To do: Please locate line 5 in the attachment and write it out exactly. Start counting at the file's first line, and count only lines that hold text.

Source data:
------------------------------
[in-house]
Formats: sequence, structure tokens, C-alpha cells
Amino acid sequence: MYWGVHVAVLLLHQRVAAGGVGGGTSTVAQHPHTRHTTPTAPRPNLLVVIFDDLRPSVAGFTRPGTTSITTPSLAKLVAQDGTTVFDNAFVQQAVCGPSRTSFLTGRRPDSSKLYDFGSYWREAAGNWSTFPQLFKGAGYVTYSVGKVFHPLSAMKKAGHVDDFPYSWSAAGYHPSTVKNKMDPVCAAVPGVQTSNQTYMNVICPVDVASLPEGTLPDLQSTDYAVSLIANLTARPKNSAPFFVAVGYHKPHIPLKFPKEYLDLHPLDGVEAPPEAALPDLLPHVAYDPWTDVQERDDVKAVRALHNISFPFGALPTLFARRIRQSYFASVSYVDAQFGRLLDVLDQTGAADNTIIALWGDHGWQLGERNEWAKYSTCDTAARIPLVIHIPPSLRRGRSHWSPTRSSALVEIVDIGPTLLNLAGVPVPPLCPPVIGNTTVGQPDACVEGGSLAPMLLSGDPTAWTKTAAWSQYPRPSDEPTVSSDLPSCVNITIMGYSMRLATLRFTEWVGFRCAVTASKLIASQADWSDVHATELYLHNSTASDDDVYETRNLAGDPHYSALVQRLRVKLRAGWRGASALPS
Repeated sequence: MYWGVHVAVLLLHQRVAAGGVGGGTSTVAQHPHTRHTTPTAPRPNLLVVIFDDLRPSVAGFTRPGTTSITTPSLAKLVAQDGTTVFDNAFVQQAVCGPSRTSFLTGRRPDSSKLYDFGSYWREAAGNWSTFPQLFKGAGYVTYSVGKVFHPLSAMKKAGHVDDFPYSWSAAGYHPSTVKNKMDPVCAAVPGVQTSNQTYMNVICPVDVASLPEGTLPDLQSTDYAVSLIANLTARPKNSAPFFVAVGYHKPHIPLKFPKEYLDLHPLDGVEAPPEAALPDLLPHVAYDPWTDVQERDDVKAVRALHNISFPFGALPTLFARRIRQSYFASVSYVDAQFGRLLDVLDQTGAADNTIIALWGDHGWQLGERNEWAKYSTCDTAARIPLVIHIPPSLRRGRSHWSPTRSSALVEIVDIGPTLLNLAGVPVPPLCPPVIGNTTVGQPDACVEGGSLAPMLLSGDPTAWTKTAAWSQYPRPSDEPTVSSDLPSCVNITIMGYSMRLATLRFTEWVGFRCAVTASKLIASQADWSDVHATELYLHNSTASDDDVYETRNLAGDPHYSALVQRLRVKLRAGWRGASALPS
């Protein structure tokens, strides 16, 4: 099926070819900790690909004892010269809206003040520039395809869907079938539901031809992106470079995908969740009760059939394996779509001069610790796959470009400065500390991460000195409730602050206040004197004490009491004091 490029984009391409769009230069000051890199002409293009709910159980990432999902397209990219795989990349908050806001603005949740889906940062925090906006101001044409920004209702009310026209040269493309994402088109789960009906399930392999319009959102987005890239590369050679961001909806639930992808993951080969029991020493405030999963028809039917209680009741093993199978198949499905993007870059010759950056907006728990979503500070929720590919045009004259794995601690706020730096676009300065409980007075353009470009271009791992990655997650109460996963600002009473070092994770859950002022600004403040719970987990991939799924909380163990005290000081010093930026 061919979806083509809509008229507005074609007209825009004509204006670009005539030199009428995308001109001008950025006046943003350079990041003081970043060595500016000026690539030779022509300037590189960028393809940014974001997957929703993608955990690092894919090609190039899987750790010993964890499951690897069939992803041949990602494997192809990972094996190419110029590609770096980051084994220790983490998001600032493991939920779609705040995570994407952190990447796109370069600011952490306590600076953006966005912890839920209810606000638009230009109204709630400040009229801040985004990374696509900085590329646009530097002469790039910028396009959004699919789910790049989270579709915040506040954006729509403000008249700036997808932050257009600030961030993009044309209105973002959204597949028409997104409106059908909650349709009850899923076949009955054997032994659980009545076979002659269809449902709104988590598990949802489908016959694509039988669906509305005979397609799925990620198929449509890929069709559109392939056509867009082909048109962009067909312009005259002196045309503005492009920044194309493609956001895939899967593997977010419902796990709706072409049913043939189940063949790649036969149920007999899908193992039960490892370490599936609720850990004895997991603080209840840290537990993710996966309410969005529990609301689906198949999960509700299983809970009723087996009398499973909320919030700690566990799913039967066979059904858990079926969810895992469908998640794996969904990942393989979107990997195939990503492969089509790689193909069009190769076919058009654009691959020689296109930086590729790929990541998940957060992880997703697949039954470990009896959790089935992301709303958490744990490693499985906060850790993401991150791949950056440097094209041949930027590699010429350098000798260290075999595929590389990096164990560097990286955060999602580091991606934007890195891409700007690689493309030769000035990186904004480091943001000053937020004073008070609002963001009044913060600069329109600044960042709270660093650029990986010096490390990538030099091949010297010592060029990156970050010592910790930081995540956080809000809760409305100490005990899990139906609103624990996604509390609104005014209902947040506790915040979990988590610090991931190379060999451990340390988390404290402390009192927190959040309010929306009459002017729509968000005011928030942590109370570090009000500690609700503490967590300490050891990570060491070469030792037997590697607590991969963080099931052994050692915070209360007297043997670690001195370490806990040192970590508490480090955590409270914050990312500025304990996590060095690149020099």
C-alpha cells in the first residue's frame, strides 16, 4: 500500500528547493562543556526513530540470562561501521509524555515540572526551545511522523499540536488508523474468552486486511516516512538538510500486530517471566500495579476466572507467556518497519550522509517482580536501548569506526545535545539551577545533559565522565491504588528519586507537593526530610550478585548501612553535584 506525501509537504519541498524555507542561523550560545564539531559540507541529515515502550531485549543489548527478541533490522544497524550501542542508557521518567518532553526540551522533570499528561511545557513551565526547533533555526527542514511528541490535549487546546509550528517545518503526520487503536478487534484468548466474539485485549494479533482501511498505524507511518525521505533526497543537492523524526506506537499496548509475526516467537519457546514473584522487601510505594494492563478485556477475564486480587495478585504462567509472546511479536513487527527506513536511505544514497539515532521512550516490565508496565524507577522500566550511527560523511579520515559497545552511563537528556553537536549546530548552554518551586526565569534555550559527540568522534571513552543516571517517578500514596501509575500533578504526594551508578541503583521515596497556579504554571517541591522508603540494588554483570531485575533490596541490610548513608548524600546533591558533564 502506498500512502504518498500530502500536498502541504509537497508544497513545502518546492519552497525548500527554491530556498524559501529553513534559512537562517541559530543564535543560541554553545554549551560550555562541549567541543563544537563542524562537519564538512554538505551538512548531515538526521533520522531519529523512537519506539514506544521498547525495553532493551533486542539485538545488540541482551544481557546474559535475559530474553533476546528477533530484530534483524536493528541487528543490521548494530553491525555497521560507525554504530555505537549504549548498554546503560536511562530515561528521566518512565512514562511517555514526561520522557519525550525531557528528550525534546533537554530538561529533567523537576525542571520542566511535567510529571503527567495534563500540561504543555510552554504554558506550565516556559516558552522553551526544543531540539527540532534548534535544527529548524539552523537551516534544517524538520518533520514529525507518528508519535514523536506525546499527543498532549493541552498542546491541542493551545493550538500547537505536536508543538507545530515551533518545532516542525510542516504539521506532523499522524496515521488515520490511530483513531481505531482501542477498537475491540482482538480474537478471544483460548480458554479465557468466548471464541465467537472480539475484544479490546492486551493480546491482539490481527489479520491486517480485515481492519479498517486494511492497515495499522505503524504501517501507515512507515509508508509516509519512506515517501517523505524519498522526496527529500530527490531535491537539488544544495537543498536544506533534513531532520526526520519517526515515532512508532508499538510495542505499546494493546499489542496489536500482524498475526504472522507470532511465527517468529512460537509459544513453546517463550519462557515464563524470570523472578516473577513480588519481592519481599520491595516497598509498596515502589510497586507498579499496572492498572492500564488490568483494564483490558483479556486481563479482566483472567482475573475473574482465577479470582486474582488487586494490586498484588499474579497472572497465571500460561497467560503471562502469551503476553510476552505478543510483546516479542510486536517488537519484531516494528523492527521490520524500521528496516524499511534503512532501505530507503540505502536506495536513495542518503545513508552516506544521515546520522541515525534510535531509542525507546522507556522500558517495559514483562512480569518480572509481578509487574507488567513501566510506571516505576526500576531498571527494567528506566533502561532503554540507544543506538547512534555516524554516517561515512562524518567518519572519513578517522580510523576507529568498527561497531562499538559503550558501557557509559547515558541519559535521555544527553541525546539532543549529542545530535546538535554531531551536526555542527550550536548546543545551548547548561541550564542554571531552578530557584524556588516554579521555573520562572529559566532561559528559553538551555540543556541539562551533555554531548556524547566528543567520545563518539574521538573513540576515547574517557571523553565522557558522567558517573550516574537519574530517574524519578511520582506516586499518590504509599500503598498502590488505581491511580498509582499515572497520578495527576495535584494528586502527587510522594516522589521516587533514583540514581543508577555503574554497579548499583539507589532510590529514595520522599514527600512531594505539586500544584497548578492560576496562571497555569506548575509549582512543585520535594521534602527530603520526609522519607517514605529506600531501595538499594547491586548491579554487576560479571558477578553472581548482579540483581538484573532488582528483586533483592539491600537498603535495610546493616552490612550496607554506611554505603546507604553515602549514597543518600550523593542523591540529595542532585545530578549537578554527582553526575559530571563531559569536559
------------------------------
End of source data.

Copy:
């Protein structure tokens, strides 16, 4: 099926070819900790690909004892010269809206003040520039395809869907079938539901031809992106470079995908969740009760059939394996779509001069610790796959470009400065500390991460000195409730602050206040004197004490009491004091 490029984009391409769009230069000051890199002409293009709910159980990432999902397209990219795989990349908050806001603005949740889906940062925090906006101001044409920004209702009310026209040269493309994402088109789960009906399930392999319009959102987005890239590369050679961001909806639930992808993951080969029991020493405030999963028809039917209680009741093993199978198949499905993007870059010759950056907006728990979503500070929720590919045009004259794995601690706020730096676009300065409980007075353009470009271009791992990655997650109460996963600002009473070092994770859950002022600004403040719970987990991939799924909380163990005290000081010093930026 061919979806083509809509008229507005074609007209825009004509204006670009005539030199009428995308001109001008950025006046943003350079990041003081970043060595500016000026690539030779022509300037590189960028393809940014974001997957929703993608955990690092894919090609190039899987750790010993964890499951690897069939992803041949990602494997192809990972094996190419110029590609770096980051084994220790983490998001600032493991939920779609705040995570994407952190990447796109370069600011952490306590600076953006966005912890839920209810606000638009230009109204709630400040009229801040985004990374696509900085590329646009530097002469790039910028396009959004699919789910790049989270579709915040506040954006729509403000008249700036997808932050257009600030961030993009044309209105973002959204597949028409997104409106059908909650349709009850899923076949009955054997032994659980009545076979002659269809449902709104988590598990949802489908016959694509039988669906509305005979397609799925990620198929449509890929069709559109392939056509867009082909048109962009067909312009005259002196045309503005492009920044194309493609956001895939899967593997977010419902796990709706072409049913043939189940063949790649036969149920007999899908193992039960490892370490599936609720850990004895997991603080209840840290537990993710996966309410969005529990609301689906198949999960509700299983809970009723087996009398499973909320919030700690566990799913039967066979059904858990079926969810895992469908998640794996969904990942393989979107990997195939990503492969089509790689193909069009190769076919058009654009691959020689296109930086590729790929990541998940957060992880997703697949039954470990009896959790089935992301709303958490744990490693499985906060850790993401991150791949950056440097094209041949930027590699010429350098000798260290075999595929590389990096164990560097990286955060999602580091991606934007890195891409700007690689493309030769000035990186904004480091943001000053937020004073008070609002963001009044913060600069329109600044960042709270660093650029990986010096490390990538030099091949010297010592060029990156970050010592910790930081995540956080809000809760409305100490005990899990139906609103624990996604509390609104005014209902947040506790915040979990988590610090991931190379060999451990340390988390404290402390009192927190959040309010929306009459002017729509968000005011928030942590109370570090009000500690609700503490967590300490050891990570060491070469030792037997590697607590991969963080099931052994050692915070209360007297043997670690001195370490806990040192970590508490480090955590409270914050990312500025304990996590060095690149020099």